Why Does God Want Me to Give?
Last week I talked about three valuable lessons that we can learn from givers. This post will focus on the reverse side of the giver/taker coin—taking. While givers tell us what to do takers will help us know what to avoid. We will focus on three specific lessons.
Don’t be fake
Nothing frustrates me more than dishonesty. People who are takers camouflage their intention under the guise of “helping.” In reality, takers seek elicit a quick, immediate, short term relationship in hopes for a quick reward. Authenticity requires diligence, honesty, and integrity. Those virtues don’t normally lead to quick results. St. Mother Teresa stated, “Honesty and transparency make you vulnerable. Be honest and transparent anyway.”
Creating a facade may give you a sense of strength. That is a lie! It only leads to a fleeting, temporary strength. Eventually the truth with catch up to you.
Don’t be greedy
Another motivation for takers is seeking money and power. A natural fruit of inauthenticity is the need to compensate for any failures. I am reminded of the Parable of the Talents in Matthew 25:14-30. Three servants are provided varying amounts of talents (5, 3, and 1) by their master. He expects them to be fruitful with them and provide a return upon arrival back from his journey. The servants with 5 and 3 talents used them wisely and shared them—as a result they received double the portion. Greedily the servant with 1 talent hoarded his without a thought about helping others. The master chided him saying, “His master said to him in reply, ‘You wicked, lazy servant!” (Matthew 25:26).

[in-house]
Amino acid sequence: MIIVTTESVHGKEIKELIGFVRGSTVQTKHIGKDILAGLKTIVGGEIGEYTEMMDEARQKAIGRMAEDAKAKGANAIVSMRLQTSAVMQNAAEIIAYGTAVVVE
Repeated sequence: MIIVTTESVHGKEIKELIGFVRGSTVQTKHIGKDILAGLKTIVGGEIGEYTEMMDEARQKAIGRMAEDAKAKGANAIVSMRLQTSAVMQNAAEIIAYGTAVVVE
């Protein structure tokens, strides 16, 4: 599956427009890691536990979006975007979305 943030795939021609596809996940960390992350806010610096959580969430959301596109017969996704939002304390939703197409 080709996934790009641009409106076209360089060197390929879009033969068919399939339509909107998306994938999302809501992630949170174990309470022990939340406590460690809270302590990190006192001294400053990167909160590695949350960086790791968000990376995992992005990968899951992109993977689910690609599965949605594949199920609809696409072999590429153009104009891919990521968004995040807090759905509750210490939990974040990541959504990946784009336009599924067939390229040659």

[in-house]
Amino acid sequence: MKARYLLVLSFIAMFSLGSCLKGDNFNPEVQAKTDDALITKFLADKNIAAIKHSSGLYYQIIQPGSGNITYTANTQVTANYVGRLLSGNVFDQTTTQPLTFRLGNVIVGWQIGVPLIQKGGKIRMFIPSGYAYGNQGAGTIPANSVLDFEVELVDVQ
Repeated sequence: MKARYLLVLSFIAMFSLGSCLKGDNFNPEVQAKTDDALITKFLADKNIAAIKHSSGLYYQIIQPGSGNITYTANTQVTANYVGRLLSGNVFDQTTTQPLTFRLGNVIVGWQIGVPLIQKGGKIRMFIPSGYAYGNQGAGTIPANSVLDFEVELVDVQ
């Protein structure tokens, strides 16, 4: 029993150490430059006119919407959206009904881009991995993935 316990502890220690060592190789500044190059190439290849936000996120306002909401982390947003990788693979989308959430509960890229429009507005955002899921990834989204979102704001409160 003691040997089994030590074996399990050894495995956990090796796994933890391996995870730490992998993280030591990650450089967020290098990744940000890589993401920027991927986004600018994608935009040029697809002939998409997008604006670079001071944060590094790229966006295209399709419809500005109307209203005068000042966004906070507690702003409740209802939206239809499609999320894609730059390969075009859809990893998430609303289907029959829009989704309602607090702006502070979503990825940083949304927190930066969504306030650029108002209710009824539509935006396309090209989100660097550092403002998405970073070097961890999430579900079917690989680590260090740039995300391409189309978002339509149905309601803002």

Takers don’t care about others they selfishly hold onto best practices, advice, or help (unless they get a GUARANTEE of a return). Giving does not lead to loss—in the long-run. You only receive. Pope Emeritus Benedict XVI during his November 16th, 2008 Angelus declared, “the parable places a greater emphasis on the good fruits brought by the disciples who, happy with the gift they received, did not keep it hidden with fear and jealousy but made it profitable by sharing it and partaking in it. Yes, what Christ has given us is multiplied in its giving! It is a treasure made to be spent, invested and shared with all” Don’t be greedy. Share your talents with others!
Don’t rush things
Along with avoiding dishonesty and greed, takers teach us to the value of patience. According to Jason Vana in his Linkedin video on Givers vs. Takers the latter seeks to hook you with short term trick such as an instant promotional message upon connecting or spamming your inbox. Takers seek out the short-cut, the easy way, the path of least resistance. While the path of least resistance brings success instantly, life is not a 100 yard dash. Instead, it is a marathon. Some days it feels like a mega-marathon!
Saint Pope John Paul II wisely wrote, “Young people are threatened… by the evil use of advertising techniques that stimulate the natural inclination to avoid hard work by promising the immediate satisfaction of every desire.” I would add that all people struggle against the temptation to take the easy road, the “lazy way”. All good things take time to grow in order to flourish. Be on the lookout for takers falsely promising “instant success”.
Even if you personally are not a taker you still can learn what (NOT) to do. Avoid taking advantage of others because inauthenticity and greed do not provide long term success and health. Promote a giving mentality—not for notoriety, but because it is the right thing to do. I guarantee you that would be blessed beyond measure if your heart is in the right place!